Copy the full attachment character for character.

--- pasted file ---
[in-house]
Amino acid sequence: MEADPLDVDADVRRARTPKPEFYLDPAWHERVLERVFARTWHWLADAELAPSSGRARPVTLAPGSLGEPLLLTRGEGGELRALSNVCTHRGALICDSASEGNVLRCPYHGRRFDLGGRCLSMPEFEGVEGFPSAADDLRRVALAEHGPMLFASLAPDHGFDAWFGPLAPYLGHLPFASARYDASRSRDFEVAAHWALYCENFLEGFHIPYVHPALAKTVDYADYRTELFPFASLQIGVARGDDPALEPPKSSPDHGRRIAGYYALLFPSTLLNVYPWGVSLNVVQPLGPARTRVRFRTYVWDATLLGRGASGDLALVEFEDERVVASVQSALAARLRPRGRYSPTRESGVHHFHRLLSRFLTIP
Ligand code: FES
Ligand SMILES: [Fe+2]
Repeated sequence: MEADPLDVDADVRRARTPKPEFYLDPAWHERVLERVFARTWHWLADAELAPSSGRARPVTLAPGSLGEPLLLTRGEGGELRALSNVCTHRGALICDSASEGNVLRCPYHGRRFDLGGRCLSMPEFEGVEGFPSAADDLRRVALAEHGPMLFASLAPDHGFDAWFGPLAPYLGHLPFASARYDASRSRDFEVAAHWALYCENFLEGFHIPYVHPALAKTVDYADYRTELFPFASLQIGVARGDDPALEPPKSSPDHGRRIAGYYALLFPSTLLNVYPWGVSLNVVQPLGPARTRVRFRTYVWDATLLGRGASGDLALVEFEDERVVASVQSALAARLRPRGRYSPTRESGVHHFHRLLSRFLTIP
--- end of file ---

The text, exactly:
[in-house]
Amino acid sequence: MEADPLDVDADVRRARTPKPEFYLDPAWHERVLERVFARTWHWLADAELAPSSGRARPVTLAPGSLGEPLLLTRGEGGELRALSNVCTHRGALICDSASEGNVLRCPYHGRRFDLGGRCLSMPEFEGVEGFPSAADDLRRVALAEHGPMLFASLAPDHGFDAWFGPLAPYLGHLPFASARYDASRSRDFEVAAHWALYCENFLEGFHIPYVHPALAKTVDYADYRTELFPFASLQIGVARGDDPALEPPKSSPDHGRRIAGYYALLFPSTLLNVYPWGVSLNVVQPLGPARTRVRFRTYVWDATLLGRGASGDLALVEFEDERVVASVQSALAARLRPRGRYSPTRESGVHHFHRLLSRFLTIP
Ligand code: FES
Ligand SMILES: [Fe+2]
Repeated sequence: MEADPLDVDADVRRARTPKPEFYLDPAWHERVLERVFARTWHWLADAELAPSSGRARPVTLAPGSLGEPLLLTRGEGGELRALSNVCTHRGALICDSASEGNVLRCPYHGRRFDLGGRCLSMPEFEGVEGFPSAADDLRRVALAEHGPMLFASLAPDHGFDAWFGPLAPYLGHLPFASARYDASRSRDFEVAAHWALYCENFLEGFHIPYVHPALAKTVDYADYRTELFPFASLQIGVARGDDPALEPPKSSPDHGRRIAGYYALLFPSTLLNVYPWGVSLNVVQPLGPARTRVRFRTYVWDATLLGRGASGDLALVEFEDERVVASVQSALAARLRPRGRYSPTRESGVHHFHRLLSRFLTIP